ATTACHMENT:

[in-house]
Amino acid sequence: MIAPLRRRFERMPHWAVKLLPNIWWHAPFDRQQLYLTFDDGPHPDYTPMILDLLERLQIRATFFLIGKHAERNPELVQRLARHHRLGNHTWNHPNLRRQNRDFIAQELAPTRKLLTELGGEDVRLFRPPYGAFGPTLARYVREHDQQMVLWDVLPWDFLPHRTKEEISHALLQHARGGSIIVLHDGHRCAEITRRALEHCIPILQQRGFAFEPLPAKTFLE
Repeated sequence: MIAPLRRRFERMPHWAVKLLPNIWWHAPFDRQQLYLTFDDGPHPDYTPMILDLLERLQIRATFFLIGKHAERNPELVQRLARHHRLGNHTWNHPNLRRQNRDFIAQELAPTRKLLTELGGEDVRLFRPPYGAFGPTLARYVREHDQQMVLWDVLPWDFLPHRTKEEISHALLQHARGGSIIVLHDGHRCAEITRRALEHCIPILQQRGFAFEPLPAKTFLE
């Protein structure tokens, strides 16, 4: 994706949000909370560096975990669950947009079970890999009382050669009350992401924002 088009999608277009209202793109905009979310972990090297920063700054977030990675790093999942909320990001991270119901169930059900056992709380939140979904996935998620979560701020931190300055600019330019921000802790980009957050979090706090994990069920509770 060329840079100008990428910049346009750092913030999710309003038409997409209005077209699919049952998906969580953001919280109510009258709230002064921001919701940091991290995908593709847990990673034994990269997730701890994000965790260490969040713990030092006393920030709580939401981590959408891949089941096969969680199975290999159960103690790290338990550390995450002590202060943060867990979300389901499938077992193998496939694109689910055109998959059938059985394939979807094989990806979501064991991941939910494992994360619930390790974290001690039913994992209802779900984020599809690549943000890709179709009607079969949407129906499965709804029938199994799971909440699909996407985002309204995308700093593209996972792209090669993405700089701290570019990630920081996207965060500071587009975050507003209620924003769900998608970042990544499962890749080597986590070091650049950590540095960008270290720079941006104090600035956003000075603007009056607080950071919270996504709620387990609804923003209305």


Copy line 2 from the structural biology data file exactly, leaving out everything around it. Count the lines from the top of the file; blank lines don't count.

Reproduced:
Amino acid sequence: MIAPLRRRFERMPHWAVKLLPNIWWHAPFDRQQLYLTFDDGPHPDYTPMILDLLERLQIRATFFLIGKHAERNPELVQRLARHHRLGNHTWNHPNLRRQNRDFIAQELAPTRKLLTELGGEDVRLFRPPYGAFGPTLARYVREHDQQMVLWDVLPWDFLPHRTKEEISHALLQHARGGSIIVLHDGHRCAEITRRALEHCIPILQQRGFAFEPLPAKTFLE